I’m still typing up my notes, so it’s a little premature to comment on individual wines. Actually, typed notes or no, I think it’s impossible to offer accurate impressions of the 330 or so wines tasted at Nebbiolo Prima. To be sure, I had some favorites — wines that, to me at least, gave a balanced impression of how nebbiolo performs in a particular zone, whether the Roero, Nieve, or Castiglione Falletto.

Large, comprehensive tastings like Nebbiolo Prima, however, do have their advantages, namely providing an opportunity to play generalist and look for underlying trends or profiles within communes and, most importantly, within the vintage.

So speaking generally, I came away from this tasting uninspired by many of the ’07s from the Roero (a region that I tend to like under normal circumstances) and frustrated by the bulk (literally and figuratively, but not all) of ’07 Barbarescos, especially those from Treiso which, marked as they were by jammy tannins and high alcohols, didn’t seem to handle the warm, dry conditions of 2007.

(Above: Two sides to every tasting, and every rental car. I had rented a new – and adorable – Fiat 500 to make getting around much easier. Unfortunately a tight alleyway and an obscured bench in the medieval town of Serralunga decided to make things a little more difficult. Thankfully, a quick thinking winemaker reattached the bumper with tape.)

Barolo 2006 was a different matter. And at least to judge from my experiences during both Nebbiolo Prima and during visits with several producers both before, during and after the event, 2006 is looking like it will be a very good, possibly classic, vintage for Barolo, especially among producers in Castiglione Falletto, Barolo/Novello, Monforte, Serralunga and Verduno. La Morra was the odd man out here, with too many wines that felt pushed in the cellar, whether through overworked tannins or excessive oak flavors.

Which brings up another point about 2006, and perhaps why I think this vintage shows real promise for Barolo: it’s a tough year to hide behind. In other words, it’s not a year in which warm, ideal ripening conditions can hide bad winemaking, nor is it a year in which the more obviously modern and international styles tended to show their best. If you dig brighter acidity, earthy, firm tannins and purity of expression over technique, then 2006 Barolo is your thing.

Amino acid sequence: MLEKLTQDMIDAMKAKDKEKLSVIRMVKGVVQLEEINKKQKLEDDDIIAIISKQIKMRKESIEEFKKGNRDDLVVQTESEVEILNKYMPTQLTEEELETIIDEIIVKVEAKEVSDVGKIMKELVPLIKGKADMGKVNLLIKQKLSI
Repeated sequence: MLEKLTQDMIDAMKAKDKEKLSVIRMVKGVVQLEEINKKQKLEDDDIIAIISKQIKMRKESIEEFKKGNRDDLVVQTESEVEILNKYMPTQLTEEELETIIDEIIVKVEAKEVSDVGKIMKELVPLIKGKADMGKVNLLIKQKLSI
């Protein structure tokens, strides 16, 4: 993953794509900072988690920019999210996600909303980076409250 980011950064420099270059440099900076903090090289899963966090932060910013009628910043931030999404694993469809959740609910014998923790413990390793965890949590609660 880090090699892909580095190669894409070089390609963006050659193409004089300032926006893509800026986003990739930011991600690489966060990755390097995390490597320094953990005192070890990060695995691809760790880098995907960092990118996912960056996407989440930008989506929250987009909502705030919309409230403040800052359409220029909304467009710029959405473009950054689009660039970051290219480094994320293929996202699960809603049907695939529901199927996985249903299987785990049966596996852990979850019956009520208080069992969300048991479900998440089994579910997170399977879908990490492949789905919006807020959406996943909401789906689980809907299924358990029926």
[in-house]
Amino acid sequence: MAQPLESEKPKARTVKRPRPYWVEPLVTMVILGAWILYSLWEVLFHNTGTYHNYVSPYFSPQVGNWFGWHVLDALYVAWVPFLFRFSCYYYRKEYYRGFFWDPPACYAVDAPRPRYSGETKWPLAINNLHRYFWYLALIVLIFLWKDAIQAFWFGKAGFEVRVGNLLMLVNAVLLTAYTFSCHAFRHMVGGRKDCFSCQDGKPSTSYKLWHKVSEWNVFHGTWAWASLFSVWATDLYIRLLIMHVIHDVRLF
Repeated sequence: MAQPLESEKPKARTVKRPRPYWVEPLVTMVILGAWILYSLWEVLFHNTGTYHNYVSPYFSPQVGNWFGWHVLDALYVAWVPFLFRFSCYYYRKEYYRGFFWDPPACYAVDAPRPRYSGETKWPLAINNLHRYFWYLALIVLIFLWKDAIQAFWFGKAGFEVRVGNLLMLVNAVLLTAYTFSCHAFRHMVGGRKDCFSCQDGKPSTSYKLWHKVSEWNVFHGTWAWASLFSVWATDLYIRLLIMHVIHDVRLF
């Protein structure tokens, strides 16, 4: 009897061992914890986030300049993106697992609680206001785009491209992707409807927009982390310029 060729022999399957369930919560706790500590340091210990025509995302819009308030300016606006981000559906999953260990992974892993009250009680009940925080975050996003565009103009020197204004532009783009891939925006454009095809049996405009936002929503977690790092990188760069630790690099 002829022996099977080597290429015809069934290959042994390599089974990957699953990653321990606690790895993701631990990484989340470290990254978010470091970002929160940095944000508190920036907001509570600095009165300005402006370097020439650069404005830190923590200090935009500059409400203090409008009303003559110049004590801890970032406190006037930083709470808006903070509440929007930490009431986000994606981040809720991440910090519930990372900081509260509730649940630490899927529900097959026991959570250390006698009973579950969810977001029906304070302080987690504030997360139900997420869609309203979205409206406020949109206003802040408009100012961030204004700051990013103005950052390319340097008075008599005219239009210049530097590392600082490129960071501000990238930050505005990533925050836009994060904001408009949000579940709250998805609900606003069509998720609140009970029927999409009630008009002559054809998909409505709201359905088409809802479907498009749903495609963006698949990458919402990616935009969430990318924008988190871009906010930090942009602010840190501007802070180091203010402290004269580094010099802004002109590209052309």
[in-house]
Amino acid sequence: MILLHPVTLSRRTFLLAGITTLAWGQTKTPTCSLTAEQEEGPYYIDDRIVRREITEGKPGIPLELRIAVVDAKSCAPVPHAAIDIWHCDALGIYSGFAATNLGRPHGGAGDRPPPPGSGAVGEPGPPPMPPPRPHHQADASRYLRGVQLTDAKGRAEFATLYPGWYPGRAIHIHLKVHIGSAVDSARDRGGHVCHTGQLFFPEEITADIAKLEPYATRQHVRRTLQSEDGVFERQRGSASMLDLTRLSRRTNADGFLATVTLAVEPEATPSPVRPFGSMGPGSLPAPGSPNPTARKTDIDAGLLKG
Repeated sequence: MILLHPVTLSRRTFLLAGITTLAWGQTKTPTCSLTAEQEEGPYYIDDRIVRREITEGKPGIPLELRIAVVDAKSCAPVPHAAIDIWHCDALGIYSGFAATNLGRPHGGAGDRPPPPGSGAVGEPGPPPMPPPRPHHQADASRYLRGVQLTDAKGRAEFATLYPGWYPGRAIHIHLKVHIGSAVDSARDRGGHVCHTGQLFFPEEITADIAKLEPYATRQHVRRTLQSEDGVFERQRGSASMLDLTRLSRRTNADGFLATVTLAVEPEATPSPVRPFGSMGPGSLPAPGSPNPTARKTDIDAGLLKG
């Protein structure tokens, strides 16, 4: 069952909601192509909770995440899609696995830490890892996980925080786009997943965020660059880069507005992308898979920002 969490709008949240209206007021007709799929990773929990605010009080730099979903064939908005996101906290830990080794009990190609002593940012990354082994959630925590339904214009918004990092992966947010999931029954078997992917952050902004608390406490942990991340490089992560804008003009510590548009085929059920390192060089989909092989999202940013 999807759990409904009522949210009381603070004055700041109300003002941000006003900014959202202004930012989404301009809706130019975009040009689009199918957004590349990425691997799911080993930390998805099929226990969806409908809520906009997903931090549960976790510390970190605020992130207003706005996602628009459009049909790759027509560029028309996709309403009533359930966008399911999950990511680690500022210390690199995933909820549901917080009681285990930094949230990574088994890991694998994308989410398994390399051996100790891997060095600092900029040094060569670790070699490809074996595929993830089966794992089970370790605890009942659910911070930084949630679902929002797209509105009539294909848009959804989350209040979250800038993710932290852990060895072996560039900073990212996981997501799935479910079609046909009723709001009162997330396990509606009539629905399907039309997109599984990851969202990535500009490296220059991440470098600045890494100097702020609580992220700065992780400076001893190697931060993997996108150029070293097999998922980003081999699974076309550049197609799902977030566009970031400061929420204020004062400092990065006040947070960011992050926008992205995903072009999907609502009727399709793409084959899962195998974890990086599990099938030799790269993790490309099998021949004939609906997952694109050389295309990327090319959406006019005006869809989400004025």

A few more posts, including some producer visits in Liguria and Valtellina in addition to Piedmont, to follow…

NB: I had the great pleasure of spending a good amount of time tasting (and eating) with David McDuff, who has also posted informed observations about Nebbiolo Prima. Definitely worth a visit.

*As noted before, but worth pointing out again, I was an invited journalist at Nebbiolo Prima, and have the organizers to thank for logistical support, airfare, some meals, etc. The rental car, in all its taped, bashed-up glory, was my own responsibility.

Tunnel Vision

Greetings from Piemonte! I’m here as a guest for Nebbiolo Prima, a tasting of new releases from Barolo, Barbaresco and the Roero, happening next week. I’ve wanted to attend this tasting for the last several years but because of publishing schedules I couldn’t get away. Now that I’m more of a free agent, well, I just had to make this one a priority.

For these few days before the tasting, however, I’ll be visiting producers and generally getting into trouble. Stay tuned for updates. In the meantime, some crappy iphone photos from yesterday’s jet-lagged haze. I forgot the cable for my digital camera, so you’ll have to content yourself with the phone pics… sorry!

To transfer to the short-jump European flights at the Frankfurt airport, you need to pass through this underground tunnel. Early in the morning after a transatlantic flight.

La Morra overlook. It’s a little rainy here these days.

Castello di Verduno’s delightful 2008 Pelaverga with carne cruda.